Traverse City Record-Eagle

Michigan

June 25, 2014

Snyder approves more funding for colleges, preschool

LANSING (AP) — Gov. Rick Snyder on Tuesday signed a $15.8 billion education budget that includes substantially more money for public universities and a preschool program for disadvantaged 4-year-olds, along with a more modest boost in K-12 districts’ traditional per-student funding.

Overall state spending on education will rise $663 million, or 4 percent, in the fiscal year starting in October.

“This is an extremely high-quality budget,” the Republican governor said during a bill-signing event at the state Capitol. “In terms of K-12 investment from the state of Michigan, it’s over a billion dollars higher than 2010, the year before I took office and many of my colleagues in the Legislature. That’s a significant increase, and it shows there’s a commitment.”

Snyder was trying to counter Democrats’ election year attack that he cut $1 billion from education in his first year, which disregards federal stimulus money drying up and later supplemental adjustments to both the 2010-11 and 2011-12 K-12 budgets.

Every K-12 district will get at least $50 more a student. The lowest-funded districts will receive $175 more, with the minimum aid rising from $7,076 to $7,251.

Snyder’s challenger, Democrat Mark Schauer, said in a statement that the new budget continues a pattern of “wasting millions of our taxpayer dollars on unaccountable, for-profit charter schools that are failing to educate our kids.”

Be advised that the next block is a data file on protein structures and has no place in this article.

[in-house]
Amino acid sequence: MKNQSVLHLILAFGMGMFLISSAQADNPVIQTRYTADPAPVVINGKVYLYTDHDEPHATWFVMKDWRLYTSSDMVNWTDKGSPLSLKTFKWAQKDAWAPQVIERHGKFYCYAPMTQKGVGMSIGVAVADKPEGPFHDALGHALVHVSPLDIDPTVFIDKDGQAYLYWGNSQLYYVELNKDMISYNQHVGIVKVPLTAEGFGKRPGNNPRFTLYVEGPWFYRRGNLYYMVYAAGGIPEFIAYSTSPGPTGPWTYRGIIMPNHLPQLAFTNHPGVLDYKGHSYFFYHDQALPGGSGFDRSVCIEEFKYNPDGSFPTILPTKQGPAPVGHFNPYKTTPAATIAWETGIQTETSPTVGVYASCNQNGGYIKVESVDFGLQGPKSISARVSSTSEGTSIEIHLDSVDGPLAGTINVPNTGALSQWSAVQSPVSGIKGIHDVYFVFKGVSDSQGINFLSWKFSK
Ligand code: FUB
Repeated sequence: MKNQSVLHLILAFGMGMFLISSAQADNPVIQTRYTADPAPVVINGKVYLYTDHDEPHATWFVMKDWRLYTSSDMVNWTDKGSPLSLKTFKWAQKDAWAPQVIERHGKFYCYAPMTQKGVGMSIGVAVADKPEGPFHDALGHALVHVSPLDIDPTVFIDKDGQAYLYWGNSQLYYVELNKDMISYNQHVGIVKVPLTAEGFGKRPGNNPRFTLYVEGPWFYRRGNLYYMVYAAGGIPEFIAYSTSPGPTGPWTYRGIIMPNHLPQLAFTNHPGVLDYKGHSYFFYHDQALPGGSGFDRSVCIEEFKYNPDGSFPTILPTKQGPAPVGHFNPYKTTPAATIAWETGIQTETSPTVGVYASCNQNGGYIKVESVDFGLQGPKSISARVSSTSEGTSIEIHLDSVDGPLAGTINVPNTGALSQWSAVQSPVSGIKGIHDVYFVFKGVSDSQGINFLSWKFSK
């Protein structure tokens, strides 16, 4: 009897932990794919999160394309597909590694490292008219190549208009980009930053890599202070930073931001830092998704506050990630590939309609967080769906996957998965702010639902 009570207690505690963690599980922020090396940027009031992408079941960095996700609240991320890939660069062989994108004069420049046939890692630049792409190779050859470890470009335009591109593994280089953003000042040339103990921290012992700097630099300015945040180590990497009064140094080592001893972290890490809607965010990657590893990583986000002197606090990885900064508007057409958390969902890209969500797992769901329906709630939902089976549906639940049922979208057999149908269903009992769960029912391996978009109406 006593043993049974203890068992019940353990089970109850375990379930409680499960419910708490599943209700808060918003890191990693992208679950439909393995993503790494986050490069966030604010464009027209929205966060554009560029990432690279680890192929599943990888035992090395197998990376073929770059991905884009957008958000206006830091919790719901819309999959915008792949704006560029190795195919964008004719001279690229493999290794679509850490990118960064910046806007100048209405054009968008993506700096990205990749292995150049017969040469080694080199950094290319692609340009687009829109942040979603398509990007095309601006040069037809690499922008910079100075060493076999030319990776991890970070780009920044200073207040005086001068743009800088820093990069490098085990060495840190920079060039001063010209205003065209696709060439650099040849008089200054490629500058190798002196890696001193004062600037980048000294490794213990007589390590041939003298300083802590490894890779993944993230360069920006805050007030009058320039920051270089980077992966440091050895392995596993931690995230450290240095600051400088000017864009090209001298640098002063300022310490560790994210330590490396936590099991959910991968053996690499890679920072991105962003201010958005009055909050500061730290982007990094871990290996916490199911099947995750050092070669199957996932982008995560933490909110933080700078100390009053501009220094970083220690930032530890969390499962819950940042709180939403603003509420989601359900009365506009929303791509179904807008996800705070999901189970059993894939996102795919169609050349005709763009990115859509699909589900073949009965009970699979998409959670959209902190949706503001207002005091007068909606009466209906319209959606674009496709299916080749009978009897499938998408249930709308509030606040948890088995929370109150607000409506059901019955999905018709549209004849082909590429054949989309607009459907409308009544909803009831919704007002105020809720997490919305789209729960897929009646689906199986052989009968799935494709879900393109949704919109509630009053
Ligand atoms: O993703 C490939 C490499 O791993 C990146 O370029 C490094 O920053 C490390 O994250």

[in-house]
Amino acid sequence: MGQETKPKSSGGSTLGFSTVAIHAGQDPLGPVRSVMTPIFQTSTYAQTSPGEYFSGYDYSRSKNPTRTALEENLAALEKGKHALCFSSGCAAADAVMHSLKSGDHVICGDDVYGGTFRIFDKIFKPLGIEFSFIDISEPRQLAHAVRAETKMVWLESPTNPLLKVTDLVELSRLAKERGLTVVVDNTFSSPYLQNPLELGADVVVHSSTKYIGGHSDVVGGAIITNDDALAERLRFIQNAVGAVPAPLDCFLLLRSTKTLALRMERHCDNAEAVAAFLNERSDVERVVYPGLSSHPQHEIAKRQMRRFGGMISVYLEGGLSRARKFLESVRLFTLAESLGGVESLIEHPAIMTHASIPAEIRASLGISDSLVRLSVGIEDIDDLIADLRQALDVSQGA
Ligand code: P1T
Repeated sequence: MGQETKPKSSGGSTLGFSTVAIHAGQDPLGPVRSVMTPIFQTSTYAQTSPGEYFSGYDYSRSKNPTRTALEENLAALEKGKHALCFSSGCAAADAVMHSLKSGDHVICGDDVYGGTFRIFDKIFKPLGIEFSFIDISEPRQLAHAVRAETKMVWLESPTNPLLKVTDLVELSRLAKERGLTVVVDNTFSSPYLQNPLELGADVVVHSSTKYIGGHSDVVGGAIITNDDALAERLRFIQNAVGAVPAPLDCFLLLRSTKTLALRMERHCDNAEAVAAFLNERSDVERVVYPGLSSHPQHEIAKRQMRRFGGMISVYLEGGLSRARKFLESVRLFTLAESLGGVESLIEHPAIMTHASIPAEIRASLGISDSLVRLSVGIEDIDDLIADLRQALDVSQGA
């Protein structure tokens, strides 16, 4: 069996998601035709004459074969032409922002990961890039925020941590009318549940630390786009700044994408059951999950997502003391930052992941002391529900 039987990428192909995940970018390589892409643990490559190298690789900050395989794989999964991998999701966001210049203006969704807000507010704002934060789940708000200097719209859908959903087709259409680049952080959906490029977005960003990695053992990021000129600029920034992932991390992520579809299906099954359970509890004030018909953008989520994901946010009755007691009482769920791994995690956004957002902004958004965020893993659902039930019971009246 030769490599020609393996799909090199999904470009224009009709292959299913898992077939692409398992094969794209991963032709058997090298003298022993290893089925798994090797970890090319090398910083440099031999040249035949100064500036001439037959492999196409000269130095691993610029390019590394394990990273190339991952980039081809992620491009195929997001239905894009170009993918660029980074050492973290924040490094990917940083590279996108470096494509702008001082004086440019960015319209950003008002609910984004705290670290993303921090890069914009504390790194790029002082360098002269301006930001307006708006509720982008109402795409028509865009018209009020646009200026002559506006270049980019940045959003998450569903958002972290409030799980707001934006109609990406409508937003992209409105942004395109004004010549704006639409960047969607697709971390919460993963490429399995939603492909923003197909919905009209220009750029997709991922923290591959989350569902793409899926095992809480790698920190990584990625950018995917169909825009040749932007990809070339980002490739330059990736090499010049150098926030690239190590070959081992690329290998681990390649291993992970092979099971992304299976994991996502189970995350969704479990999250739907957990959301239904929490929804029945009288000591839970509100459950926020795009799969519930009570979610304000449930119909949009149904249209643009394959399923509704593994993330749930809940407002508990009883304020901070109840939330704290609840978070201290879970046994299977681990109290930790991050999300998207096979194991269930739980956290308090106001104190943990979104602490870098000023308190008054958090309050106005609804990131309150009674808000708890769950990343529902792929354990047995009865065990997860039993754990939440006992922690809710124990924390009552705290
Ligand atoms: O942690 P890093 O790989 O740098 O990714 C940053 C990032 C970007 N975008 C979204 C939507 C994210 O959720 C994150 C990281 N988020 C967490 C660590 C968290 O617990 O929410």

“Most Michigan schools will get about 29 cents more per pupil, per school day,” he said. “At the current rate of inflation, this means districts will actually get less in next year’s budget than they did this year, which will likely result in more teacher layoffs and larger class sizes.”

The governor plans to sign the rest of the next state budget — a $37.5 billion general spending bill — within a week once it is proofread and reaches his desk.

K-12 districts will qualify for more money by meeting “best practices” and get up to $100 more per student if standardized test scores improve. The funding gap among districts will be $848 per student next year, down from a disparity of $2,300 when the school finance system was revamped 20 years ago.

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